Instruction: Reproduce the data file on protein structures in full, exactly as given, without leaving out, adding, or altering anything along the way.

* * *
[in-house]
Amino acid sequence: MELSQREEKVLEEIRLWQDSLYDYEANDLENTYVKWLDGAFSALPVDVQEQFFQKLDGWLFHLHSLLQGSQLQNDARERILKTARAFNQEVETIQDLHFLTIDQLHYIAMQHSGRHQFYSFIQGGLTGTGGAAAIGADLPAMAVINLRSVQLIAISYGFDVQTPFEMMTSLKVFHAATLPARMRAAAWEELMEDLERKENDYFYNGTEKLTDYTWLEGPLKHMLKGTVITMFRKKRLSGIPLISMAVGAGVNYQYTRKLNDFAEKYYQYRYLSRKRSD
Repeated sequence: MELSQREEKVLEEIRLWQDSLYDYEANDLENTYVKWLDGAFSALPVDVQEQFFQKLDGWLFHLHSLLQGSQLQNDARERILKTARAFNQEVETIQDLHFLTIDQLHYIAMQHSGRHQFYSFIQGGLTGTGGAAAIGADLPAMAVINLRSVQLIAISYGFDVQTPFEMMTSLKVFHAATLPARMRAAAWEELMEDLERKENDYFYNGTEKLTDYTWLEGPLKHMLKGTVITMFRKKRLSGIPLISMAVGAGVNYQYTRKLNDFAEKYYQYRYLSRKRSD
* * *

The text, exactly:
[in-house]
Amino acid sequence: MELSQREEKVLEEIRLWQDSLYDYEANDLENTYVKWLDGAFSALPVDVQEQFFQKLDGWLFHLHSLLQGSQLQNDARERILKTARAFNQEVETIQDLHFLTIDQLHYIAMQHSGRHQFYSFIQGGLTGTGGAAAIGADLPAMAVINLRSVQLIAISYGFDVQTPFEMMTSLKVFHAATLPARMRAAAWEELMEDLERKENDYFYNGTEKLTDYTWLEGPLKHMLKGTVITMFRKKRLSGIPLISMAVGAGVNYQYTRKLNDFAEKYYQYRYLSRKRSD
Repeated sequence: MELSQREEKVLEEIRLWQDSLYDYEANDLENTYVKWLDGAFSALPVDVQEQFFQKLDGWLFHLHSLLQGSQLQNDARERILKTARAFNQEVETIQDLHFLTIDQLHYIAMQHSGRHQFYSFIQGGLTGTGGAAAIGADLPAMAVINLRSVQLIAISYGFDVQTPFEMMTSLKVFHAATLPARMRAAAWEELMEDLERKENDYFYNGTEKLTDYTWLEGPLKHMLKGTVITMFRKKRLSGIPLISMAVGAGVNYQYTRKLNDFAEKYYQYRYLSRKRSD